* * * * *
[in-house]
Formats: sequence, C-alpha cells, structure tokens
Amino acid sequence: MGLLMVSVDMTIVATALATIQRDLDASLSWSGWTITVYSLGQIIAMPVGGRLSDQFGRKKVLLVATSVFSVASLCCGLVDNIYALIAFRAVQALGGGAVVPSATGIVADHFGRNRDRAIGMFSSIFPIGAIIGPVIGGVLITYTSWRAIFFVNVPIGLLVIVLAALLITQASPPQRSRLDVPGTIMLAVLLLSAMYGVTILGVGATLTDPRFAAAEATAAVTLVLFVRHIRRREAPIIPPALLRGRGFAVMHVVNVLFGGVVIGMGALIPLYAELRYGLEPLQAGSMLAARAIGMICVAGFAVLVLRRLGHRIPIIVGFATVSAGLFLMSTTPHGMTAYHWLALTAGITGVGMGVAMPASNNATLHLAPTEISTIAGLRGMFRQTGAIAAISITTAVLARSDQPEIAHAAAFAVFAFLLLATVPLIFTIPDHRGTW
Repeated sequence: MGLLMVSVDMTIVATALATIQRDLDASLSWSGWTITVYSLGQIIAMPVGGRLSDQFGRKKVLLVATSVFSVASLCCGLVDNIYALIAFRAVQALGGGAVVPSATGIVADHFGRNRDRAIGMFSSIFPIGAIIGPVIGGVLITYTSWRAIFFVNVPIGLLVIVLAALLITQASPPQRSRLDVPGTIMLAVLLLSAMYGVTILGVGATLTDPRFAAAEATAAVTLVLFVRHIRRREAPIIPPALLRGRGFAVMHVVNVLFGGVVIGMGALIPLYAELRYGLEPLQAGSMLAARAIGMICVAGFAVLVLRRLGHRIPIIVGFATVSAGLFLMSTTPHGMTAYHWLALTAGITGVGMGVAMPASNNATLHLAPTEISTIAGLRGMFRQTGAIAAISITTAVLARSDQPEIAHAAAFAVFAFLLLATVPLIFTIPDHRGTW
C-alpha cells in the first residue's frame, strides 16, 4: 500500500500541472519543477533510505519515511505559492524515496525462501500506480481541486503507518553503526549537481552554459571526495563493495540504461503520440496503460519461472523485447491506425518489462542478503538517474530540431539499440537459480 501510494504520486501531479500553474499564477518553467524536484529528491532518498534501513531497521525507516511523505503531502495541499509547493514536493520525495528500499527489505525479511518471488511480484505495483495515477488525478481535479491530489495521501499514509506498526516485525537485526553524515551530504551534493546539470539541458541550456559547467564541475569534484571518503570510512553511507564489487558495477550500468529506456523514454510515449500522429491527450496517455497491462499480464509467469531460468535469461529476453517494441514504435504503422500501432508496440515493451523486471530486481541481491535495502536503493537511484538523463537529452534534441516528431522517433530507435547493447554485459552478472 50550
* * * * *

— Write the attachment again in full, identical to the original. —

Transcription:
[in-house]
Formats: sequence, C-alpha cells, structure tokens
Amino acid sequence: MGLLMVSVDMTIVATALATIQRDLDASLSWSGWTITVYSLGQIIAMPVGGRLSDQFGRKKVLLVATSVFSVASLCCGLVDNIYALIAFRAVQALGGGAVVPSATGIVADHFGRNRDRAIGMFSSIFPIGAIIGPVIGGVLITYTSWRAIFFVNVPIGLLVIVLAALLITQASPPQRSRLDVPGTIMLAVLLLSAMYGVTILGVGATLTDPRFAAAEATAAVTLVLFVRHIRRREAPIIPPALLRGRGFAVMHVVNVLFGGVVIGMGALIPLYAELRYGLEPLQAGSMLAARAIGMICVAGFAVLVLRRLGHRIPIIVGFATVSAGLFLMSTTPHGMTAYHWLALTAGITGVGMGVAMPASNNATLHLAPTEISTIAGLRGMFRQTGAIAAISITTAVLARSDQPEIAHAAAFAVFAFLLLATVPLIFTIPDHRGTW
Repeated sequence: MGLLMVSVDMTIVATALATIQRDLDASLSWSGWTITVYSLGQIIAMPVGGRLSDQFGRKKVLLVATSVFSVASLCCGLVDNIYALIAFRAVQALGGGAVVPSATGIVADHFGRNRDRAIGMFSSIFPIGAIIGPVIGGVLITYTSWRAIFFVNVPIGLLVIVLAALLITQASPPQRSRLDVPGTIMLAVLLLSAMYGVTILGVGATLTDPRFAAAEATAAVTLVLFVRHIRRREAPIIPPALLRGRGFAVMHVVNVLFGGVVIGMGALIPLYAELRYGLEPLQAGSMLAARAIGMICVAGFAVLVLRRLGHRIPIIVGFATVSAGLFLMSTTPHGMTAYHWLALTAGITGVGMGVAMPASNNATLHLAPTEISTIAGLRGMFRQTGAIAAISITTAVLARSDQPEIAHAAAFAVFAFLLLATVPLIFTIPDHRGTW
C-alpha cells in the first residue's frame, strides 16, 4: 500500500500541472519543477533510505519515511505559492524515496525462501500506480481541486503507518553503526549537481552554459571526495563493495540504461503520440496503460519461472523485447491506425518489462542478503538517474530540431539499440537459480 501510494504520486501531479500553474499564477518553467524536484529528491532518498534501513531497521525507516511523505503531502495541499509547493514536493520525495528500499527489505525479511518471488511480484505495483495515477488525478481535479491530489495521501499514509506498526516485525537485526553524515551530504551534493546539470539541458541550456559547467564541475569534484571518503570510512553511507564489487558495477550500468529506456523514454510515449500522429491527450496517455497491462499480464509467469531460468535469461529476453517494441514504435504503422500501432508496440515493451523486471530486481541481491535495502536503493537511484538523463537529452534534441516528431522517433530507435547493447554485459552478472 50550